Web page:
I Need A Miracle

I mentioned in my prior post that I had replaced the D&D Clerical spell lists and spells per day for the old-school D&D game I was running for the kids with a system that involved saving rolls to get miracles, and the Recursion King asked for a bit more detail, so here it is:

Basically, clerics get to pray for Boons, Blessings, Smiting and Miracles.  Boons are subtle aid to the Priest personally, Blessings are subtle aid to others, Smiting is subtle (and not-so-subtle) hindrance of enemies and Miracles are overt, even spectacular, interventions by the God.  Subtle effects are ones where the players can’t actually tell whether they worked or at least whether there was magic involved, so things like pluses to saving rolls, or a second wind (restoration of some stamina).  Overt effects are ones where there’s no doubt that it wasn’t just luck, something supernatural happened–so for instance, Cure Light Wounds would count as a miracle since the wound closes up and the character is restored to health.

The cleric announces what he’s praying for (“Grant me a boon, oh mighty one!”  or “I bless you in the name of my lord!”, etc.) and I secretly roll a saving roll.  Boons are the easiest, with other effects getting progressively harder to achieve, though since I still want low-level clerics to be able to heal even miracles aren’t that hard (I use 15, 16, 17, and 18 as the target numbers, with the roll getting bonuses for high Wisdom and for increasing level).  Clerics also have a secret stock of Faith, which starts each day equal to Wisdom.   If the saving roll is missed, then the effect still occurs, but Faith is reduced by enough to make up the difference; if there isn’t enough Faith remaining then the Prayer fails.  Every time the cleric makes the save without needing to draw on Faith, then the secret Faith score increases by 1, even if this would take it higher than the initial number.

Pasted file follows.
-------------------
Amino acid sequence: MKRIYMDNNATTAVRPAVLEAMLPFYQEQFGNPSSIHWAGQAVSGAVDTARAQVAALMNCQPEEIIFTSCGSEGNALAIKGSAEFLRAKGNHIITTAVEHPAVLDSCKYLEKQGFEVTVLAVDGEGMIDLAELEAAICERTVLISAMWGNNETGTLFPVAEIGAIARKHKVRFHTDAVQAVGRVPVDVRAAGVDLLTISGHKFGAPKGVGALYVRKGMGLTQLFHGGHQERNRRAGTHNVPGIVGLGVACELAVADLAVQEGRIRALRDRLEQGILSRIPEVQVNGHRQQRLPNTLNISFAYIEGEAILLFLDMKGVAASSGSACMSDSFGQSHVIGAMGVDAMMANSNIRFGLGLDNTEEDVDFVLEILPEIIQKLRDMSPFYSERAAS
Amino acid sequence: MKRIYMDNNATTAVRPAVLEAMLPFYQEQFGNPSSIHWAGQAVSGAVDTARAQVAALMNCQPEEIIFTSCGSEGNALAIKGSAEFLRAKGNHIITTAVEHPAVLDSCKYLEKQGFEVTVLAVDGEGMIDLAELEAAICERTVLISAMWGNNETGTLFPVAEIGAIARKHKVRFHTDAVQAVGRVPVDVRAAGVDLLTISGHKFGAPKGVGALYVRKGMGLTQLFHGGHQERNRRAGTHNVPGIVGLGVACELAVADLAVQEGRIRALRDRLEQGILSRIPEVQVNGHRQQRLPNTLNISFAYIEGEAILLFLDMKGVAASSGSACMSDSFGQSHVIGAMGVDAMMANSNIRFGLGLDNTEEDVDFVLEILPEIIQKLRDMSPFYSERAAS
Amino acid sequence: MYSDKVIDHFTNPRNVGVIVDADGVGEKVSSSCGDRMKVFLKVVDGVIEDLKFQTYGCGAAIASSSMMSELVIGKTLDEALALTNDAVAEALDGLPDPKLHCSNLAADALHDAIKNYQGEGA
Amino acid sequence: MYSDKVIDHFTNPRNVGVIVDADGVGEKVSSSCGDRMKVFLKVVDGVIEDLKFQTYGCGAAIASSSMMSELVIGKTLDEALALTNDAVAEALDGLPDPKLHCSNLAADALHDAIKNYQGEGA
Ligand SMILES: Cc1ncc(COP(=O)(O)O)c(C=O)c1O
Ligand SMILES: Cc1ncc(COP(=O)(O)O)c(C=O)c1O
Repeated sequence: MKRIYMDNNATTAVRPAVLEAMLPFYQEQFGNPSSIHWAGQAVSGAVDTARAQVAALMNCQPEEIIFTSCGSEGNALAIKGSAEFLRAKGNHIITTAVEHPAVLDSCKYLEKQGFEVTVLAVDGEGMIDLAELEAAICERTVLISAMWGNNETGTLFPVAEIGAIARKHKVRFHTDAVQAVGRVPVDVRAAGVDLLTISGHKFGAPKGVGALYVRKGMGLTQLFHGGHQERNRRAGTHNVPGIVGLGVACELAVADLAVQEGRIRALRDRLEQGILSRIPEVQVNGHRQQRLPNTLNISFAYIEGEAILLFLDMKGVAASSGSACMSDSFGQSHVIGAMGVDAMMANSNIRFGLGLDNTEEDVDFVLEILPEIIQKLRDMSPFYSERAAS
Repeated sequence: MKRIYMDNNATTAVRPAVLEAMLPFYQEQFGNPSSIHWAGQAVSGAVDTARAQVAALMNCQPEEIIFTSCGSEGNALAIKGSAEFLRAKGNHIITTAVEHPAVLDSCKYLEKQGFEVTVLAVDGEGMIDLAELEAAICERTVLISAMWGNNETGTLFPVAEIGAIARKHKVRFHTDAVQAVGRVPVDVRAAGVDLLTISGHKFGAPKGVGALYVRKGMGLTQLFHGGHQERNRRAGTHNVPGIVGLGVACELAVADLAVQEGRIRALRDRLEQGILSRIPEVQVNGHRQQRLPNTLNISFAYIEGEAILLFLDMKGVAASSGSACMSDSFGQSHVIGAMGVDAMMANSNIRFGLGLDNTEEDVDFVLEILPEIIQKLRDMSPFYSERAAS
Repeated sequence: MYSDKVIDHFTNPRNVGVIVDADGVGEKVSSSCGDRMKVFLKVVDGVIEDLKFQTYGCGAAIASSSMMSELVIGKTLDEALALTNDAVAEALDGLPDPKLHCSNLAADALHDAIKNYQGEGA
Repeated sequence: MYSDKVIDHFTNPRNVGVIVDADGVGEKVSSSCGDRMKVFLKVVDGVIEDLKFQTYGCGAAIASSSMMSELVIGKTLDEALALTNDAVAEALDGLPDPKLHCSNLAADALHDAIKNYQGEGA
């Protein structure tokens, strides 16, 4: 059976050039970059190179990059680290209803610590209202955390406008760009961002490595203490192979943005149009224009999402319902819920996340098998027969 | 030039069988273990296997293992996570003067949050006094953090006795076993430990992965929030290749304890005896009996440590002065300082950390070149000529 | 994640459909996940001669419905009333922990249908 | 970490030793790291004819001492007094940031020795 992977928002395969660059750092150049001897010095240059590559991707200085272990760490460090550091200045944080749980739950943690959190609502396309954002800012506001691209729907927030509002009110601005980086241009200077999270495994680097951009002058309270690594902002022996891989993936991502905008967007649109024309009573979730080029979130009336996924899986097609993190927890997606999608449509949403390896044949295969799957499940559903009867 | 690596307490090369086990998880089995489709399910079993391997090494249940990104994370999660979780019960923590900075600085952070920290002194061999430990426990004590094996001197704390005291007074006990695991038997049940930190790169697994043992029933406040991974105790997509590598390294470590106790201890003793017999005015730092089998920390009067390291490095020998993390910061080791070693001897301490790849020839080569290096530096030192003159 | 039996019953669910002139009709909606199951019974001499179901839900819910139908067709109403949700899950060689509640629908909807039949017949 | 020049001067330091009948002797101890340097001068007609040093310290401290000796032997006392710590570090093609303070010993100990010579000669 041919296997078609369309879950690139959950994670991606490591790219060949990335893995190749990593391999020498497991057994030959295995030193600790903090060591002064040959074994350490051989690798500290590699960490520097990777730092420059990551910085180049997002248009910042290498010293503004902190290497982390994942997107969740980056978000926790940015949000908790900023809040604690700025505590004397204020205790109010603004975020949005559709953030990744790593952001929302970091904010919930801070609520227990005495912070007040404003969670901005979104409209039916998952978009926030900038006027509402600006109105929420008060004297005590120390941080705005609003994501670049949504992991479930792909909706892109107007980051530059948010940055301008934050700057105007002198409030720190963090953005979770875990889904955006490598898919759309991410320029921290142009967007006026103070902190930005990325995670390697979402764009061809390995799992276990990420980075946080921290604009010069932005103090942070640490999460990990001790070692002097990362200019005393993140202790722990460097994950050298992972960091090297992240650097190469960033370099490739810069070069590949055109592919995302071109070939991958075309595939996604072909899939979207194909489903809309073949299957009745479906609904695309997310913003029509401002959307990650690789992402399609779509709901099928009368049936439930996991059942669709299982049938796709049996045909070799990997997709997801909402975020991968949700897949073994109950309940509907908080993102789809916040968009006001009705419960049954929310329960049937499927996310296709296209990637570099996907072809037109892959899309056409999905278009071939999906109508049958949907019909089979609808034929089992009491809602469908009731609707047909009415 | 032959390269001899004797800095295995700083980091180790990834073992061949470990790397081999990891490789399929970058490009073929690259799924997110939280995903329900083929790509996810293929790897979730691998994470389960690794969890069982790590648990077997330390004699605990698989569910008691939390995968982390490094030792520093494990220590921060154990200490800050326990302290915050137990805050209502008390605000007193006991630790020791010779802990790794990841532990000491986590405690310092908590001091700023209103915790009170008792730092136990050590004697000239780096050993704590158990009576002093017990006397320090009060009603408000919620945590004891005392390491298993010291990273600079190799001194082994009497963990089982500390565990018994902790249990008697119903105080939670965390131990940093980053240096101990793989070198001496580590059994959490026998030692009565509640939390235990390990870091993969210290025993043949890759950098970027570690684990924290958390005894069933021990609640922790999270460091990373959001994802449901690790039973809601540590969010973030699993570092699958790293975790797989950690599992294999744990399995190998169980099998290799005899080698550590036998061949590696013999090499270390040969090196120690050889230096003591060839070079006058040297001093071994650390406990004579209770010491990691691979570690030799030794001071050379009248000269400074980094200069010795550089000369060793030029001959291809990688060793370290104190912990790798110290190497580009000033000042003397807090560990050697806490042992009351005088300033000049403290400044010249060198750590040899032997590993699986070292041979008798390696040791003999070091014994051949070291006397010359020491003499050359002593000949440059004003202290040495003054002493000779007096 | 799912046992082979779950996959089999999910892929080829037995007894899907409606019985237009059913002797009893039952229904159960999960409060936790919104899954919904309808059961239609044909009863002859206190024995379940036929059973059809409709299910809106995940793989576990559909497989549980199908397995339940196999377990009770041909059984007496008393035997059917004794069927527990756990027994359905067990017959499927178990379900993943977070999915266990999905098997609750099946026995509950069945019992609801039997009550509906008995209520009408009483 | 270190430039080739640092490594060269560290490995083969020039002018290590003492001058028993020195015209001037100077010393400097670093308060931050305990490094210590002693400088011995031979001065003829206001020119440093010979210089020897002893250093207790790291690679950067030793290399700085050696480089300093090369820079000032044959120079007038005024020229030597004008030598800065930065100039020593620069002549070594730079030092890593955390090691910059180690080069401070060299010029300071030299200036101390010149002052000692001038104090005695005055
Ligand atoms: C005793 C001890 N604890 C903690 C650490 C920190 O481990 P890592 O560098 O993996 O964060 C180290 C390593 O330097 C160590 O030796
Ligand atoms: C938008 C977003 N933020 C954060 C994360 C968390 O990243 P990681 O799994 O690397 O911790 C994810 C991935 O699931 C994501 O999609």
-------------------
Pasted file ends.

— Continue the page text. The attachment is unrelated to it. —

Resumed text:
This pretty much guarantees that the cleric will be able to do something each day, with higher level clerics being able to succeed more often.  It also makes it a bit wiser to not try for an outright miracle every time.  Because I don’t share the Faith score with them or tell them whether the Boons or Blessings had any effect (just figuring it into the subsequent rolls), they can’t calculate for sure what the odds are or even if they’ve definitely got some more divine help coming to them.

If the cleric succeeds, then I roll for the impressiveness of the effect.  This is still a little hand-wavey at the moment, but what I do is roll a d6, with high being good.  The roll is open-ended, so every time I roll a 6, I add and reroll.  The final score divided by 3 is the approximate level of power of the effect, judged against the usual D&D spell list.  That is, 1-3 is roughly equivalent to a 1st level spell, 4-6 a second level, 7-9 a third level, etc.   I try not to just pick a spell directly, but pick an effect that I feel is about right for that level of power.  This isn’t modified in any way for the level of the Cleric; I figure that the god is more likely to listen to the prayers of the High Priest multiple times a day than a rank novice, thanks to the High Priest’s long record of service but that once the god has directed his attention to the matter it’s entirely up to the god’s inscrutable assessment of how much to intervene so that first level Cleric is just as likely to get a truly astonishing intervention as the High Priest.